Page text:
Countries can reduce plastic pollution by 80% by 2040 using existing technologies and by making major policy changes, the United Nations Environment Programme (UNEP) said in a new report on Monday.
The Kenya-based U.N. body released its analysis of policy options to tackle the plastic waste crisis two weeks before countries convene in Paris for a second round of negotiations to craft a global treaty aimed at eliminating plastic waste.
The report focuses on three main market shifts needed to create a “circular” economy that keeps produced items in circulation as long as possible: reuse, recycling and reorientation of packaging from plastic to alternative materials.
“If we follow this road map, including in negotiations on the plastic pollution deal, we can deliver major economic, social and environmental wins,” said Inger Andersen, UNEP executive director.
The treaty negotiations, known as INC2, will be May 29 to June 2 and are expected to result in key inputs for the first treaty draft, which needs to be done before the third round of negotiations in Kenya in November.
UNEP estimates that government promotion of reuse options such as refillable bottle systems or deposit return schemes could reduce 30% of plastic waste by 2040.
It also says that recycling could achieve an additional 20% by that year if “it becomes a more stable and profitable venture” and fossil fuel subsidies are removed, and that the replacement of products such as plastics wraps and bags with compostable materials could yield an additional 17% reduction.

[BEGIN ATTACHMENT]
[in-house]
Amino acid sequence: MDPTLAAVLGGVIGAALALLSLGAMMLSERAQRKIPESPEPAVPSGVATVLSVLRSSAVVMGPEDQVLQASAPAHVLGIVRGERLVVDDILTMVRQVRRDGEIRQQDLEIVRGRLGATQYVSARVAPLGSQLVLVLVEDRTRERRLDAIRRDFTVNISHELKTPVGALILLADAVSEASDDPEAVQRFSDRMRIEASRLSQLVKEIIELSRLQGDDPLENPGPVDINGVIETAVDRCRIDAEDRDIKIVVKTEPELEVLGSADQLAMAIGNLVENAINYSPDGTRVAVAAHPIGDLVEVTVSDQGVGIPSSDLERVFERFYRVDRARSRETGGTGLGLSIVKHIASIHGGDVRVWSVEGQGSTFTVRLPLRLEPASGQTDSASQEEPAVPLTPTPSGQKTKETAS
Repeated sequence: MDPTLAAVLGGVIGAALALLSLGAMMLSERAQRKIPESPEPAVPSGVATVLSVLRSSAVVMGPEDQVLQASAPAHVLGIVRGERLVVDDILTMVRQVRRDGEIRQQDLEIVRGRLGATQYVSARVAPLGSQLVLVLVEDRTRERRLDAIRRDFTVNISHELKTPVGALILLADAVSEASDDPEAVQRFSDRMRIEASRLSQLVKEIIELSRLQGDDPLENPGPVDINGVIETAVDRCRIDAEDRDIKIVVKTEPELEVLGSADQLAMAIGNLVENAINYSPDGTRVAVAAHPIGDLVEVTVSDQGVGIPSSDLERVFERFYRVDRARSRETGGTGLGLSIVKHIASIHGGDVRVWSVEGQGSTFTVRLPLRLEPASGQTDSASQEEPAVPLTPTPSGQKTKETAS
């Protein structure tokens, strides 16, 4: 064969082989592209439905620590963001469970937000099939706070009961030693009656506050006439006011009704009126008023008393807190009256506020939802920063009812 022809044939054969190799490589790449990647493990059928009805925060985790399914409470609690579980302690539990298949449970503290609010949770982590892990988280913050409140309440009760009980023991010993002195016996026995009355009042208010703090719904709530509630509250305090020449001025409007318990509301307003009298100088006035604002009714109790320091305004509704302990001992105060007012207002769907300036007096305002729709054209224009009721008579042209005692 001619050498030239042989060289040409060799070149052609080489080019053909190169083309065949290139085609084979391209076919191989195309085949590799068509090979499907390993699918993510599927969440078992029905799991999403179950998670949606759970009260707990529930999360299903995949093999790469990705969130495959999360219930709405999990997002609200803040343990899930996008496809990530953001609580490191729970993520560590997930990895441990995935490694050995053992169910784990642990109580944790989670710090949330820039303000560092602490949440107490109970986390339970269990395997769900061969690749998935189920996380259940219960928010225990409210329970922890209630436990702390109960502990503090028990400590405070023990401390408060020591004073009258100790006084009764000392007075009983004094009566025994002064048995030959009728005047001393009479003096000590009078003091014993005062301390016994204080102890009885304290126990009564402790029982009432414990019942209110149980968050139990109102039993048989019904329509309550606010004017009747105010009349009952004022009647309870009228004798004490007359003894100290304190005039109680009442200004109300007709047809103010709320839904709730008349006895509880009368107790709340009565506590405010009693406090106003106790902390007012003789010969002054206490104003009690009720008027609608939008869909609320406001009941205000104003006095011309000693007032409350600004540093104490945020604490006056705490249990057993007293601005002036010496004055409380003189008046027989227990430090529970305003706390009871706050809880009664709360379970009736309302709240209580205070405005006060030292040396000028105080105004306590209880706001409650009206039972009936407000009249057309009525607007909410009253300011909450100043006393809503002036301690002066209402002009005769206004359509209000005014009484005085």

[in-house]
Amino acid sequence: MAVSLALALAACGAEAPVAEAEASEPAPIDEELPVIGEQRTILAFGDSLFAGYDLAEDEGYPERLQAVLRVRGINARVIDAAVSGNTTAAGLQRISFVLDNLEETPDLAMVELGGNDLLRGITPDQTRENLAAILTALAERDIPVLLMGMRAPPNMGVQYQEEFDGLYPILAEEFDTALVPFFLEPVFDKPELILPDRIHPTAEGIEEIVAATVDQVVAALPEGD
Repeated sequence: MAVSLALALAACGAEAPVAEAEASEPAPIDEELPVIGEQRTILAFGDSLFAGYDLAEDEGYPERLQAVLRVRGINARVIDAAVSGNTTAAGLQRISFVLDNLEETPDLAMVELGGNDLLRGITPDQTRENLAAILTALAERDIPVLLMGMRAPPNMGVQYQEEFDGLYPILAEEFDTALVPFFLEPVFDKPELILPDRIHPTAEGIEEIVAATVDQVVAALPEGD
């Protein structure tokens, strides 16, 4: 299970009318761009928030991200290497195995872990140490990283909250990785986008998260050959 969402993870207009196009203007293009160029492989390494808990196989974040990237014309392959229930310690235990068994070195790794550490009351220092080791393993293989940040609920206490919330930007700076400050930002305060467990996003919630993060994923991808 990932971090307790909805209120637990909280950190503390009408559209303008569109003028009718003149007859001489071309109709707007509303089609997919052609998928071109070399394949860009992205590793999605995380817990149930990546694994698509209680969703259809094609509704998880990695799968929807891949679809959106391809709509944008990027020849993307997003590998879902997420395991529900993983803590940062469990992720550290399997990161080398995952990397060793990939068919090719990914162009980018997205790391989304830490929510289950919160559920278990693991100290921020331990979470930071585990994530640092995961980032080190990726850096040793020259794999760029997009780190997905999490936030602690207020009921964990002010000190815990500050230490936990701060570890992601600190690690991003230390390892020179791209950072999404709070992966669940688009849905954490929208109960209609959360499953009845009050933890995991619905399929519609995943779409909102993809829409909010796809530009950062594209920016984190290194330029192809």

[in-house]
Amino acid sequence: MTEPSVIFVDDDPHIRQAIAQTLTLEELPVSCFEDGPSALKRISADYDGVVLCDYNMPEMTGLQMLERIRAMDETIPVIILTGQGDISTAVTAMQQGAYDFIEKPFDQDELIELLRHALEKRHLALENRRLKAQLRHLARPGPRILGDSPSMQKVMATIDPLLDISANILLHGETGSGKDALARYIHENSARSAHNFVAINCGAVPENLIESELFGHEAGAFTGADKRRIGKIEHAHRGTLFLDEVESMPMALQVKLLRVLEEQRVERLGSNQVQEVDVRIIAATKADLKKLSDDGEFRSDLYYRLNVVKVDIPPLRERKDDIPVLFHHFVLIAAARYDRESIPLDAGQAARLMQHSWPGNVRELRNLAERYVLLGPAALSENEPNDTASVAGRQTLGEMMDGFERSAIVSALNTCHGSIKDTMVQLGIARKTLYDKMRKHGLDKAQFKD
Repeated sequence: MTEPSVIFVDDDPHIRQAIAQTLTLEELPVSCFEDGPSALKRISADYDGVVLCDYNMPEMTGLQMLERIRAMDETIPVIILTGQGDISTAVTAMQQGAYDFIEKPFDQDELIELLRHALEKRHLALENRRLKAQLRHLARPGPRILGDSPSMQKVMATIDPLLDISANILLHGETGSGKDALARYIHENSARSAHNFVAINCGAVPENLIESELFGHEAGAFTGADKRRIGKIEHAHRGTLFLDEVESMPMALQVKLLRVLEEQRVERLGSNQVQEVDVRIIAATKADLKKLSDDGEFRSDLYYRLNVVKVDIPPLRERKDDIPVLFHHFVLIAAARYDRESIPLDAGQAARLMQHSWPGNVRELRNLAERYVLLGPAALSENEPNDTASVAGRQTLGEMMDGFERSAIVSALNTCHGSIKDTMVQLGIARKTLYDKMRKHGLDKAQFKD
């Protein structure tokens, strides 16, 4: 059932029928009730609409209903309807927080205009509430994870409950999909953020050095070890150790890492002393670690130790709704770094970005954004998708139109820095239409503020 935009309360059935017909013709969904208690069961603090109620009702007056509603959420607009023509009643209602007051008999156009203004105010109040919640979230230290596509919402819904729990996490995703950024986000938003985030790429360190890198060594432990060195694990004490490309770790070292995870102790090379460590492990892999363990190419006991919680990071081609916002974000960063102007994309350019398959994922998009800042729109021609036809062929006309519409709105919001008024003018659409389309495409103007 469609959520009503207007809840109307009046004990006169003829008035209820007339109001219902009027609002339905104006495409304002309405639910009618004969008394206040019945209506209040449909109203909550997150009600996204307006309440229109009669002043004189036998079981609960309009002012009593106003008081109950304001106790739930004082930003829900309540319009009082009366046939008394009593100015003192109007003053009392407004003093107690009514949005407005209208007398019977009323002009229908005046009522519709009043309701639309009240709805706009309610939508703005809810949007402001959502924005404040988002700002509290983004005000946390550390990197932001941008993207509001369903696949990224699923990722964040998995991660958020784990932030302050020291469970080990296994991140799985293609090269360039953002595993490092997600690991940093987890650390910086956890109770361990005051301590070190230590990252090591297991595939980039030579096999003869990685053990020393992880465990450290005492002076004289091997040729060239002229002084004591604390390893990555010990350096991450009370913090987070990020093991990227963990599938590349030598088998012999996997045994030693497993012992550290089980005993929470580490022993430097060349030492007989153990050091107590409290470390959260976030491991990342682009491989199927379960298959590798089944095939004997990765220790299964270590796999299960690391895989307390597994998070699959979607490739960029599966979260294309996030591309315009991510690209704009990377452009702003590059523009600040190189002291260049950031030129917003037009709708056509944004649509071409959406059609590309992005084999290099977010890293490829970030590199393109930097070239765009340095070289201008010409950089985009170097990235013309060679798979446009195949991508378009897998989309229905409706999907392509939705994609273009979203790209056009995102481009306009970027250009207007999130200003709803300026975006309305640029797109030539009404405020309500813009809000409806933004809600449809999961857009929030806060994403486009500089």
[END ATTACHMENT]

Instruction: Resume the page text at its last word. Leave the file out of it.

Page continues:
Countries have different approaches to tackling plastic waste. Some major plastic-producing countries such as the United States and Saudi Arabia prefer a system of national strategies.
A “High Ambition Coalition,” comprising Norway, Rwanda, New Zealand, the European Union and others, have called for top-down approach where global targets are set to reduce virgin plastic production and eliminate fossil fuel subsidies, among other measures.
Some campaigners said the UNEP blueprint fell short of tackling the root of the pollution problem.
“A treaty that does not cap and reduce plastic production will fail to deliver what the people need, justice demands and the planet requires,” said Angel Pago, director of Greenpeace’s plastics campaign.